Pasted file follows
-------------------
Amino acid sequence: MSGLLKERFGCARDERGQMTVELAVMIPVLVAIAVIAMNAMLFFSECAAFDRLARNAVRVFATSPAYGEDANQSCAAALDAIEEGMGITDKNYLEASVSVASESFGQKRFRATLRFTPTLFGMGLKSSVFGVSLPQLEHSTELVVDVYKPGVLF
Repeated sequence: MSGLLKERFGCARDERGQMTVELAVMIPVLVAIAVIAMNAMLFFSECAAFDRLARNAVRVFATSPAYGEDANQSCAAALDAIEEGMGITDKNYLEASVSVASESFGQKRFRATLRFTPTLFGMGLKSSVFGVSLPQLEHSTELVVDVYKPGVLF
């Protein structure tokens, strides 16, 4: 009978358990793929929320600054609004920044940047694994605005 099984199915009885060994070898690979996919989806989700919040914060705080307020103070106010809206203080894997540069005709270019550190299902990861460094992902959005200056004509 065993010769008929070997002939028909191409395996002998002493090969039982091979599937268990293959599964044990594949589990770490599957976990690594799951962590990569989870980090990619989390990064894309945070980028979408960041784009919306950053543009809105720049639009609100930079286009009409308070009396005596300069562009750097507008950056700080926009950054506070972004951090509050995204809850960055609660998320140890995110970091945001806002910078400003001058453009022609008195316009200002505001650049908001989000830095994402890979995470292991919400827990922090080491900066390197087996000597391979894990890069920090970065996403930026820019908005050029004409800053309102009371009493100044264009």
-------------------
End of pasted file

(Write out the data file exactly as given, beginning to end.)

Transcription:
Amino acid sequence: MSGLLKERFGCARDERGQMTVELAVMIPVLVAIAVIAMNAMLFFSECAAFDRLARNAVRVFATSPAYGEDANQSCAAALDAIEEGMGITDKNYLEASVSVASESFGQKRFRATLRFTPTLFGMGLKSSVFGVSLPQLEHSTELVVDVYKPGVLF
Repeated sequence: MSGLLKERFGCARDERGQMTVELAVMIPVLVAIAVIAMNAMLFFSECAAFDRLARNAVRVFATSPAYGEDANQSCAAALDAIEEGMGITDKNYLEASVSVASESFGQKRFRATLRFTPTLFGMGLKSSVFGVSLPQLEHSTELVVDVYKPGVLF
């Protein structure tokens, strides 16, 4: 009978358990793929929320600054609004920044940047694994605005 099984199915009885060994070898690979996919989806989700919040914060705080307020103070106010809206203080894997540069005709270019550190299902990861460094992902959005200056004509 065993010769008929070997002939028909191409395996002998002493090969039982091979599937268990293959599964044990594949589990770490599957976990690594799951962590990569989870980090990619989390990064894309945070980028979408960041784009919306950053543009809105720049639009609100930079286009009409308070009396005596300069562009750097507008950056700080926009950054506070972004951090509050995204809850960055609660998320140890995110970091945001806002910078400003001058453009022609008195316009200002505001650049908001989000830095994402890979995470292991919400827990922090080491900066390197087996000597391979894990890069920090970065996403930026820019908005050029004409800053309102009371009493100044264009």